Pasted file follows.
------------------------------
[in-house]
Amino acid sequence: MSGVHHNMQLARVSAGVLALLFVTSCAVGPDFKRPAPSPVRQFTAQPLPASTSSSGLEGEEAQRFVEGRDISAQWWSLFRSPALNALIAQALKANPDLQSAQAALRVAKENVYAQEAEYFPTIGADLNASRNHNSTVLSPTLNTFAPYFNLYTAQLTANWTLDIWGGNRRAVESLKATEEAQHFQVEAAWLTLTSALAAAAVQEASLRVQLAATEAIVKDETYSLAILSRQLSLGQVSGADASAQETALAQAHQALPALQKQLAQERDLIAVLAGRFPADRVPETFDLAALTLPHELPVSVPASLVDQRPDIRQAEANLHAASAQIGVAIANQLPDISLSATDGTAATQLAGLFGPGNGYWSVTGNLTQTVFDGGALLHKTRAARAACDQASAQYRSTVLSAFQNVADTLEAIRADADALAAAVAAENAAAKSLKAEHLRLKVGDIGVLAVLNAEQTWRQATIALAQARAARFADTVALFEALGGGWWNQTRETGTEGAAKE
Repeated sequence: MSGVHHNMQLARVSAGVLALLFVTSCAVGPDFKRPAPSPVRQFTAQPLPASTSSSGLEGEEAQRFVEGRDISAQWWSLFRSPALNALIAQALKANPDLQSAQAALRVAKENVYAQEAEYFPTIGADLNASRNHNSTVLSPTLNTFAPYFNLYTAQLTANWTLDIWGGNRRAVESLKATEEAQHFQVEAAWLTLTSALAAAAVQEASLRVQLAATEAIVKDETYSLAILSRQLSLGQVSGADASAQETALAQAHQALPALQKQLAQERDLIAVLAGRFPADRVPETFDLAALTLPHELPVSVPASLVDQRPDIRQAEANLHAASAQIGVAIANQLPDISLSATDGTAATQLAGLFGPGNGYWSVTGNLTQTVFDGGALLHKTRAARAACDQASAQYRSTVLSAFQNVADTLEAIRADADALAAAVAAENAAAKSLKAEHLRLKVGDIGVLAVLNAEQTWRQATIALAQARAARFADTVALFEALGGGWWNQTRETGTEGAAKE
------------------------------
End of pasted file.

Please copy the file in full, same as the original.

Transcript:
[in-house]
Amino acid sequence: MSGVHHNMQLARVSAGVLALLFVTSCAVGPDFKRPAPSPVRQFTAQPLPASTSSSGLEGEEAQRFVEGRDISAQWWSLFRSPALNALIAQALKANPDLQSAQAALRVAKENVYAQEAEYFPTIGADLNASRNHNSTVLSPTLNTFAPYFNLYTAQLTANWTLDIWGGNRRAVESLKATEEAQHFQVEAAWLTLTSALAAAAVQEASLRVQLAATEAIVKDETYSLAILSRQLSLGQVSGADASAQETALAQAHQALPALQKQLAQERDLIAVLAGRFPADRVPETFDLAALTLPHELPVSVPASLVDQRPDIRQAEANLHAASAQIGVAIANQLPDISLSATDGTAATQLAGLFGPGNGYWSVTGNLTQTVFDGGALLHKTRAARAACDQASAQYRSTVLSAFQNVADTLEAIRADADALAAAVAAENAAAKSLKAEHLRLKVGDIGVLAVLNAEQTWRQATIALAQARAARFADTVALFEALGGGWWNQTRETGTEGAAKE
Repeated sequence: MSGVHHNMQLARVSAGVLALLFVTSCAVGPDFKRPAPSPVRQFTAQPLPASTSSSGLEGEEAQRFVEGRDISAQWWSLFRSPALNALIAQALKANPDLQSAQAALRVAKENVYAQEAEYFPTIGADLNASRNHNSTVLSPTLNTFAPYFNLYTAQLTANWTLDIWGGNRRAVESLKATEEAQHFQVEAAWLTLTSALAAAAVQEASLRVQLAATEAIVKDETYSLAILSRQLSLGQVSGADASAQETALAQAHQALPALQKQLAQERDLIAVLAGRFPADRVPETFDLAALTLPHELPVSVPASLVDQRPDIRQAEANLHAASAQIGVAIANQLPDISLSATDGTAATQLAGLFGPGNGYWSVTGNLTQTVFDGGALLHKTRAARAACDQASAQYRSTVLSAFQNVADTLEAIRADADALAAAVAAENAAAKSLKAEHLRLKVGDIGVLAVLNAEQTWRQATIALAQARAARFADTVALFEALGGGWWNQTRETGTEGAAKE